Enoch Hall had a wonderful season and along the way his horse taught him manylessons, the most valuable of those, being responsible and never taking anything for granted. After a great weekend’s work, Hall gives his horse a few days off in the pasture to breath in the fresh air. This cowboy had wonderful words of advice for all the athletes trying to make it to state in the years to come. “Always be consistent; if you want it, go get it, and always work hard for what you believe in.” Hall stood strong through his whole season and was thankful to hear his name in the top 10. When asking who he would like to thank he said, “First and foremost my Lord and savior Jesus Christ, my family, and all my great sponsors that stand behind me during the good and bad times”. Congratulations cowboy! We’re all looking forward to seeing you at state!

We wish our cowgirls and cowboys the best of luck as we send them to state in Abilene, Texas, May 21-27, 2023. We’re all rooting for you back home!

47
ENOCH HALL

Region IX

JUNIOR HIGH STATE QUALIFIER

preseley jacobs

The 2022-2023 rodeo season has come to a close for the members of TJHRA and THSRA Region IX. Many athletes across both associations are beginning to prepare for their state finals. While high school athletes will make the trip to Abilene in June, junior high athletes will head south to Gonzales, May 21-27, to have a chance to punch their ticket to the National Junior High Finals Rodeo. Among Region IX’s junior high state qualifiers is the girls rookie all-around champion, Preseley Jacobs.

Presley comes from a family of champions, including her older sister, Reese Jacobs. Reese is a former TJHRA Team Texas member, where she represented in the girls goat tying and became the world champion at the 2021 NJHFR. Presley looks to follow in her sibling’s footsteps as she has already made it her goal to “make it to nationals as a sixth

grader.” Jacobs sets her standards high and is known to never back down from a challenge. While she has qualified for the state finals in all her events - goat tying, breakaway roping, and ribbon running - she is most fond of her rookie all-around title. “One of my biggest goals over the course of the year was to win the rookie all-around saddle, because it was a saddle my sister never won,” Presley said. When asked how she plans to prepare for the state finals, Jacobs stated, “I plan to improve my skill and speed in each of my events and keep my mental game strong.” With so much success, it is clear that Presley has a good crew in her corner. “My parents and sister are always so helpful and push me to be my best,” she proclaimed. In addition to her family, Jacobs expresses gratitude toward Stephanie Saculla and Lacy Bruening, who have both played a large part in molding Presley into the athlete she is today. Along with her supporters, Presley is blessed to have two equine athletes, Mia and Bandit, who help her get the job done. Mia is Presley’s goat horse who is “always faithful” and never lets her down. Bandit is her rope horse who makes Jacobs's job easy and “does his best” every run. Aside from being a cowgirl, Jacobs represents New Waverly ISD, where she enjoys playing volleyball. Her athleticism shines both in the arena and on the court.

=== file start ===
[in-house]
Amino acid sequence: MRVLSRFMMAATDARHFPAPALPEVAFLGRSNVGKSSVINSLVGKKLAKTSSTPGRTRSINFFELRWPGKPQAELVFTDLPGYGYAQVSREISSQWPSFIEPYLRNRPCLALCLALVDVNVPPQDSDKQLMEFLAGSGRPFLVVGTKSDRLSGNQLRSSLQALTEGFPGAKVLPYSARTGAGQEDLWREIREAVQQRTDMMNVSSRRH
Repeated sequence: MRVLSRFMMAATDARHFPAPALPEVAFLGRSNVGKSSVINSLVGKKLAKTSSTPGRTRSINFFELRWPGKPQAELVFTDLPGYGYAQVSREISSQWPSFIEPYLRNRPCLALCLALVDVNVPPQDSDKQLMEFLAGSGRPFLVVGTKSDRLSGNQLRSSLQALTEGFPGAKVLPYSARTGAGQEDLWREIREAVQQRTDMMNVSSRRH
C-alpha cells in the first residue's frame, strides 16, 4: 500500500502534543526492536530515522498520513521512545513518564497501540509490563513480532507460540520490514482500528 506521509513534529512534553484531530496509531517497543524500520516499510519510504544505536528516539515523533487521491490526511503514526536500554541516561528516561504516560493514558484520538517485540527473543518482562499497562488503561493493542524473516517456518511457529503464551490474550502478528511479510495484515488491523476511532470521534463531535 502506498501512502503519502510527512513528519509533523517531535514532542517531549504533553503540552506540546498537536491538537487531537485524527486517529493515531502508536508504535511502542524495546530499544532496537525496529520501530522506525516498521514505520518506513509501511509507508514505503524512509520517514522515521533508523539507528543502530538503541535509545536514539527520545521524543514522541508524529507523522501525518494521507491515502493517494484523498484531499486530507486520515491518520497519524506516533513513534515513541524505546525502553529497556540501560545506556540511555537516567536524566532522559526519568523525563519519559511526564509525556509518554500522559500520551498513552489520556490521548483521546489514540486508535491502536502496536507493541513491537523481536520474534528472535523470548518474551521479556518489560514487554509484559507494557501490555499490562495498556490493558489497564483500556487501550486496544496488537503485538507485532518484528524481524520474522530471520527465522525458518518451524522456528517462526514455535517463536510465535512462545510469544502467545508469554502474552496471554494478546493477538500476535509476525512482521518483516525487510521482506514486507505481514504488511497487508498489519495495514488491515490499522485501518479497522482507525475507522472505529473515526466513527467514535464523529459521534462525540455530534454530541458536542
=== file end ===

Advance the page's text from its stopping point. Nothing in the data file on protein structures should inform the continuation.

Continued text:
Presley’s first year of junior high rodeo was everything she expected and more. “I have made many new friends and competed against tough competition, which has helped better my skill level,” Presley stated. Jacobs and all other Region IX contestants will be exciting to watch at the 2023 TJHRA State Finals. On behalf of Region IX, we would like to wish all of the junior high contestants safe travels and a blessed experience in Gonzales.

48 PRESIDENTSTAN MCDONALD 7121 East OSR • Bryan, Texas 77808 979.229.5963 • stanmcdranch@aol.com SECRETARYLACEY AUBIHL 1326 PR 5011 • Ledbetter, Texas 78946 979.251.4131 • reionixsecretary@gmail.com STATE DIRECTORS / REGION OFFICERS BRAD DYER 149 Willow Creek • Huntsville, Texas 77340 832.928.1647 • braddyer@live.com STAN MCDONALD 7121 East OSR • Bryan, Texas 77808 979.229.5963 • stanmcdranch@aol.com LYLE SMITH 25798 Hwy 90 North • Bedias, Texas 77831 936.581.4255 STUDENT OFFICERS PRESIDENTAUDREE PHILLIPS VICE PRESIDENTMAGGIE MCCARTHY SECRETARYSYDNEY WILLIAMS
PERFORMANCE
REPORT

Farm & Ranch Family

The folks at McCoy’s Building Supply understand that it takes a lot of hard work and the whole family pitching in to get things done on a farm or ranch. That’s why we’d like to take some time out to salute Texas High School Rodeo Association families who are farmers and ranchers. In our monthly Farm & Ranch Family Spotlight, we’ll feature one family, sharing their story of how they work together as a family to make their farm or ranch successful. The spotlight will run for 10 months; each month will feature a different Region. Each Regional McCoy’s Farm and Ranch Family will receive a $100 McCoy’s Gift Card. The McCoy’s Farm and Ranch Family of the Year will receive a $500 McCoy’s Gift Card and will be announced at the 2023 THSRA State Finals.

The Fritsch Family of Region IX